Album review: Van Halen, Another Kind of Truth

By Lydia Jenkin, Scott Kara

1 comment
Album cover for 'A Different Kind of Truth'. Photo / Supplied
Album cover for 'A Different Kind of Truth'. Photo / Supplied

For Van Halen's first album in 14 years, and the Pasadena hard rock band's first album in 28 years with singer David Lee Roth, they went back and dug out some demo tapes from the 70s - they released their classic self-titled debut in 1978 - and used it as the starting point for their 12th album. So rather than reuniting and butting heads to come up with a whole heap of new songs, it gives them a mighty fine head start. The songs here are an odd combination of wild and polished, but are never as over the top as Van Halen started to get in the 80s with 1984 chart- topper Jump. Yet there's still something unashamedly overblown about the strutting, spandex-ripping rock of She's the Woman and the thigh-slapping blues rock ode to Mr Whippy on Stay Frosty.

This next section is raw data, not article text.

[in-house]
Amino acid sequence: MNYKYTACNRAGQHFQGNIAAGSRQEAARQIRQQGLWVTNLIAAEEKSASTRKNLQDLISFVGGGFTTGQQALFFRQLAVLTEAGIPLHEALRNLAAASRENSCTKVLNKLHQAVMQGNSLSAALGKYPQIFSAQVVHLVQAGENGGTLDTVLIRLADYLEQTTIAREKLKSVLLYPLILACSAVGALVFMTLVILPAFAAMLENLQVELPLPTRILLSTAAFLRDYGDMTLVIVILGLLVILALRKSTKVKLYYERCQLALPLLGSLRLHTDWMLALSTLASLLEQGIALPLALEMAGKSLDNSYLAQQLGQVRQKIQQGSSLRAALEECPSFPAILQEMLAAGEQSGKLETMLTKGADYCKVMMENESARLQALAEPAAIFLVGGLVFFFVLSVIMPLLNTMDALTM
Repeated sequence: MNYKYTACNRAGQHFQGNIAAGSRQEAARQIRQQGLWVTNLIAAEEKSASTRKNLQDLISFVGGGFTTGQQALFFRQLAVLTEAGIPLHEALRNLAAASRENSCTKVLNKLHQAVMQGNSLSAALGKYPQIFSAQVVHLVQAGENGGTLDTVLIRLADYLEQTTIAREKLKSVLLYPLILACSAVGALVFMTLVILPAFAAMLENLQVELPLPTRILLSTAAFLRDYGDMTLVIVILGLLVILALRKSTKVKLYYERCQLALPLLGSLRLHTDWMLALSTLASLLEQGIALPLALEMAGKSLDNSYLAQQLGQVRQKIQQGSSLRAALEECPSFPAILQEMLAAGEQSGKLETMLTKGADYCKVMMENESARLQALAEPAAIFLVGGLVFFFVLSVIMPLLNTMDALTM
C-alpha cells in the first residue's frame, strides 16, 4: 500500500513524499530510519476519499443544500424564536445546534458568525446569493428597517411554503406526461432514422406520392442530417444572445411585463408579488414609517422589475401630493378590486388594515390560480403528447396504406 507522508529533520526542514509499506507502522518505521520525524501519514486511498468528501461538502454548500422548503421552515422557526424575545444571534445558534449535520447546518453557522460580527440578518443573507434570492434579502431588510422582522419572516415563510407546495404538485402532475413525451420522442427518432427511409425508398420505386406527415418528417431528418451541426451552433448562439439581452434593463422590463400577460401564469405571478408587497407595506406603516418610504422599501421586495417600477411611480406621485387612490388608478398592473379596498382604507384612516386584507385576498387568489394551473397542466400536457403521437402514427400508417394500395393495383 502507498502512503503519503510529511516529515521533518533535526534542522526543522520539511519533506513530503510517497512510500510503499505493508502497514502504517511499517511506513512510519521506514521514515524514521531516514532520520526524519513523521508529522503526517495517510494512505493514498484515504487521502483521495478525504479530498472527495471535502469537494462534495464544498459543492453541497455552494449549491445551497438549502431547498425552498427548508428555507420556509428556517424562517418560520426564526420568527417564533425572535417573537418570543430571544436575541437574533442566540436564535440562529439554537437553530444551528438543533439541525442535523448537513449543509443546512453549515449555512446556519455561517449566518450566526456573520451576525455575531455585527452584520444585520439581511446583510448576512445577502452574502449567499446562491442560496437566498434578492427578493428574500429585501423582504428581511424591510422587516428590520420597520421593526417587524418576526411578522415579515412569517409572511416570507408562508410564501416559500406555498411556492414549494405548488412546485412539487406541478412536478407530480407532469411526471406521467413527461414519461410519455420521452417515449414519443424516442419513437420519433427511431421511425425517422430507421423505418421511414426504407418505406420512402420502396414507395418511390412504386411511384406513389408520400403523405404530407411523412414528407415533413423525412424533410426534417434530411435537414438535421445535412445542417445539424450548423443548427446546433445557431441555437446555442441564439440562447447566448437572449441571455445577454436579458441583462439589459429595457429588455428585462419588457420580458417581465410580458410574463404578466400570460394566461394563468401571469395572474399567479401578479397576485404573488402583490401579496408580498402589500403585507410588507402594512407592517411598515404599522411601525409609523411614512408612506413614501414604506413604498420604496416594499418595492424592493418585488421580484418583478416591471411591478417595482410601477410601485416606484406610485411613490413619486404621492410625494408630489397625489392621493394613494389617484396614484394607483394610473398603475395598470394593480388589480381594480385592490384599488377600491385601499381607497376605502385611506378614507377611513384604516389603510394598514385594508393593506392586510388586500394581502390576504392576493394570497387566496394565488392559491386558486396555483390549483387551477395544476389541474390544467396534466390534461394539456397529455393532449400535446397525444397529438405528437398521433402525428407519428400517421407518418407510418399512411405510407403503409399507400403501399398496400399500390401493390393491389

Guitarist Eddie Van Halen is still a virtuoso with mongrel tendencies and Roth returns after leaving the band following their mainstream peak with the album 1984 and Jump. He gives Ozzy a run for his money in the slovenly singer stakes on Outta Space, and he is generally in fine rabble-rousing and occasionally flamboyant form.

Honeybabysweetiedoll is a twisted beauty and sounds akin to mangled experimental metal. And while China Town is more straightforward, with its thundering gallop and Roth's circling and sniping vocals, it's those two tracks where Van Halen are back to their heavy metal-meets-heavy rock best.

Stars: 3.5/5
Verdict: Fans will jump for joy

-TimeOut

- NZ Herald

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